Bekoff M - “Good Welfare” Isn’t “Good Enough”
the weight of past prejudice about animals based on misinformed views is decreasing (Bekoff, 2007b,c).Animals aren’t diminished human beings. They are who they are.While people might disagree about whether or not to use nonhuman animals in invasive researchthat is designed solely to help human animals (or, for that matter, to use animals in any sorts of research)and whether or not sentience is the key criterion that should be used in making such decisions, there isno doubt that some of the treatment to which uncountable animals are subjected cause deep and enduringpain and suffering and often death (as in terminal experiments). It’s “bad biology” to rob animals of their cognitive and emotional capacities. Evolutionary continuity, a well-accepted principle of evolutionary biology put forth by Charles Darwin, recognizes that differences among animals aredifference in degree rather than differences in kind. So, if we have emotions and experience pain andsuffering, so too do other animals (Darwin, 1872). In practice, continuity allows us to connect the“evolutionary dots” among different species to highlight similarities in evolved traits including individualfeelings and passions. For example, all mammals (including humans) share neuroanatomical structures(
, the amygdala and hippocampus) and neurochemical pathways in the limbic that are important forfeelings. Emotions and empathy are keys to survival, without which animals - both human and nonhuman- would perish. That’s how important they are. The desperation of science to rob animals of theirsentience, despite what science has discovered, is astounding as well as disheartening and nothing morethan self-serving anthropocentrism.The notion of nonhuman animal (“animal”) welfare is a hot topic. Unraveling animal welfare isa forward looking idea that will inevitably generate further discussion that is much needed and longoverdue. Numerous people, ranging from practicing scientists to those who simply love animals, areincreasingly concerned about the use and abuse of animals in a wide range of human activities includingresearch, education, factory farming, entertainment (circuses, rodeos, and zoos), hunting and fishing,conservation projects (Bekoff & Jamieson, 1996; Bekoff, 2001, 2007b,c; Aitken, 2004), testing cosmetics,and manufacturing clothes. This will be a different sort of essay and I hope it will be successful inleading people to unravel the notion of animal welfare. When all of the papers in this important journalare considered a comprehensive picture of where we are at and what remains to be done will be clear.Here, I offer that when we unravel the notion of animal welfare we’ll come to see that what many call“good welfare” really isn’t “good enough” because existing regulations and laws still allow billions of animals to be treated in extremely inhumane ways. Is it “good welfare” or “the best we can do” to forcesocial animals to live alone in tiny cages, to allow pigs to be castrated without anesthetic, to starve rats,to blind cats, to physically restrain primates and bolt devices that hold electrodes to their head, to allowdolphins and whales to suffer for five or more minutes before dying, or to move animals from one placeto another as we “redecorate zoos” or “redecorate nature”?While at first it might seem that a universal definition of the phrase “good welfare” is highlyunlikely, I think there enough points of convergence amongst the diverse human activities in whichanimals interests and lives are compromised such that people can reach a consensus of when an individualis suffering and would not choose, if indeed they could, to be in the situation in which he (or she) findshimself. I will not limit myself to any particular area of animal use and abuse, but rather make somegeneral points for future discussion. I favor erring on the side of animals and argue that when we are notsure about how a particular activity or treatment influences an individual animal we should not dosomething that might have a negative effect. Thus, the end result of my ideas about unraveling animalwelfare might lead us to conclude that there are things that we currently do to animals that will not bepermissible in the future. And even if someone doesn’t care about ethics it is known that stress that isexperienced by animals influences the quality of the data that are collected (Balcombe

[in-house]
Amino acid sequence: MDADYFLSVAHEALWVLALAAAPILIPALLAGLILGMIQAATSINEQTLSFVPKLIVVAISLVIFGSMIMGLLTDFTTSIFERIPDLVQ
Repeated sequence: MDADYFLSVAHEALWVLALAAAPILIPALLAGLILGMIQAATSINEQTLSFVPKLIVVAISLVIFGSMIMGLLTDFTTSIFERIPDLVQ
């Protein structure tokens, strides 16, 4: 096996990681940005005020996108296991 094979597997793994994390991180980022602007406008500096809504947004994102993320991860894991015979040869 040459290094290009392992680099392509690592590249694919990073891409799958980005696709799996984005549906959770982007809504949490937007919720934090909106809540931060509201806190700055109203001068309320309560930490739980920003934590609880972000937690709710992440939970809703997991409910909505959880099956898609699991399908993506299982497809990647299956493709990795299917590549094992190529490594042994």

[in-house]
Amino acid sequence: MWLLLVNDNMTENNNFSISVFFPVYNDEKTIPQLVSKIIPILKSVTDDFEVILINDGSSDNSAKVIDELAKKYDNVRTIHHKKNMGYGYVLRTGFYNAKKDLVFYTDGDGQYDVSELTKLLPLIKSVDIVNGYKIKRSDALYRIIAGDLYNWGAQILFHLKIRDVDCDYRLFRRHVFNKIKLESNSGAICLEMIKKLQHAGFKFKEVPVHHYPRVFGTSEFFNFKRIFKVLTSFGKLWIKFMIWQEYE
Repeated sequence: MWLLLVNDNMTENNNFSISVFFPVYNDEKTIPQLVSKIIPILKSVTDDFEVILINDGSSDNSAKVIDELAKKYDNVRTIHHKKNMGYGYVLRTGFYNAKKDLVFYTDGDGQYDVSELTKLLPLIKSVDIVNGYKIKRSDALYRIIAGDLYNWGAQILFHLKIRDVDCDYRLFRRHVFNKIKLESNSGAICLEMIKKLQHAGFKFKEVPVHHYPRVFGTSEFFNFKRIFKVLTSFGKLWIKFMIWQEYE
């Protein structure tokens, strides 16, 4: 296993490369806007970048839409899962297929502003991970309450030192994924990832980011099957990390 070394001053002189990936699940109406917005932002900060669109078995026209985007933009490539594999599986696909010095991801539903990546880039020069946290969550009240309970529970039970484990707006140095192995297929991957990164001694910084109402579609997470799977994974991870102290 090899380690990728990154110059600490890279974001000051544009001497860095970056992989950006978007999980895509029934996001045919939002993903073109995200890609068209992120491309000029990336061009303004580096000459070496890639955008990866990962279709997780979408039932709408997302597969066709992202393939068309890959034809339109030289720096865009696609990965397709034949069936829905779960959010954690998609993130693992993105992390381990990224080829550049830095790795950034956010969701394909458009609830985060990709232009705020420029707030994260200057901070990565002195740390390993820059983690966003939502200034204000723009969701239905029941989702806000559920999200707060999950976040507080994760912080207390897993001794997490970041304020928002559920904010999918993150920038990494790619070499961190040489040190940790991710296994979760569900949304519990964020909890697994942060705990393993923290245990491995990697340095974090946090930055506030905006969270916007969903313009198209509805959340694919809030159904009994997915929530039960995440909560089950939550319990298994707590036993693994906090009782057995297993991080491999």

., 2004;Baldwin & Bekoff, 2007). So, bad welfare can produce bad data, and of course ethical issues cannot bedismissed as if they’re unimportant.
2. Animal Welfare and Animal Rights
I begin by offering a few general comments about the notion of animal welfare (for a generaldiscussion of various definitions see other essays in this volume and also Hewson, 2003). While somepeople believe that it is acceptable to cause animals pain if the research will help humans, there are